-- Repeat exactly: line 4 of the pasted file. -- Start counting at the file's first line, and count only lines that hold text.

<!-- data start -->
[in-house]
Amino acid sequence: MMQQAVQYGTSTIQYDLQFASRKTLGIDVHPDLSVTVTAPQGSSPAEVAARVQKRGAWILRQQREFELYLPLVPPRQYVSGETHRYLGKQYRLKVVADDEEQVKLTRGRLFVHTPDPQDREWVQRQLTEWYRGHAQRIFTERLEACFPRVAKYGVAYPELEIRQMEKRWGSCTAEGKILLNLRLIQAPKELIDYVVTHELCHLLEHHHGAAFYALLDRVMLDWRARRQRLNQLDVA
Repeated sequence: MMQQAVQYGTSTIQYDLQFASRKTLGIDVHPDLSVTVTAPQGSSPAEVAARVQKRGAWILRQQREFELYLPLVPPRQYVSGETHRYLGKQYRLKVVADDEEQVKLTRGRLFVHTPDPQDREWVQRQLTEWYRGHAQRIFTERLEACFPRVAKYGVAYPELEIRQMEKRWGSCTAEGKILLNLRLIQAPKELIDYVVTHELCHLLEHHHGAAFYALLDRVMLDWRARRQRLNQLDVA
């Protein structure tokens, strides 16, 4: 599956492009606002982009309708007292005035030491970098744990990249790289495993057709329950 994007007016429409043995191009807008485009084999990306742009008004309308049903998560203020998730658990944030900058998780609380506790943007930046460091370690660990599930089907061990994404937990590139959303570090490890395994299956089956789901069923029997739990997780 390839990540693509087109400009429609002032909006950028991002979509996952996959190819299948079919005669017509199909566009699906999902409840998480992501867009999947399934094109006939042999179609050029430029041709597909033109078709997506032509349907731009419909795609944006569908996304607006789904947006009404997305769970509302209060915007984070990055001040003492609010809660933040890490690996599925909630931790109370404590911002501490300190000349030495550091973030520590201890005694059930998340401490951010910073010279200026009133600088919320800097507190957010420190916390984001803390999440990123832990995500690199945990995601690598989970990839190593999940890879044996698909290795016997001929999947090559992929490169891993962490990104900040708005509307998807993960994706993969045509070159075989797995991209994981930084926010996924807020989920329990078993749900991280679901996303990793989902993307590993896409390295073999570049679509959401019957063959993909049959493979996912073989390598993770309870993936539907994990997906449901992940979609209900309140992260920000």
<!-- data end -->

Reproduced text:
């Protein structure tokens, strides 16, 4: 599956492009606002982009309708007292005035030491970098744990990249790289495993057709329950 994007007016429409043995191009807008485009084999990306742009008004309308049903998560203020998730658990944030900058998780609380506790943007930046460091370690660990599930089907061990994404937990590139959303570090490890395994299956089956789901069923029997739990997780 390839990540693509087109400009429609002032909006950028991002979509996952996959190819299948079919005669017509199909566009699906999902409840998480992501867009999947399934094109006939042999179609050029430029041709597909033109078709997506032509349907731009419909795609944006569908996304607006789904947006009404997305769970509302209060915007984070990055001040003492609010809660933040890490690996599925909630931790109370404590911002501490300190000349030495550091973030520590201890005694059930998340401490951010910073010279200026009133600088919320800097507190957010420190916390984001803390999440990123832990995500690199945990995601690598989970990839190593999940890879044996698909290795016997001929999947090559992929490169891993962490990104900040708005509307998807993960994706993969045509070159075989797995991209994981930084926010996924807020989920329990078993749900991280679901996303990793989902993307590993896409390295073999570049679509959401019957063959993909049959493979996912073989390598993770309870993936539907994990997906449901992940979609209900309140992260920000």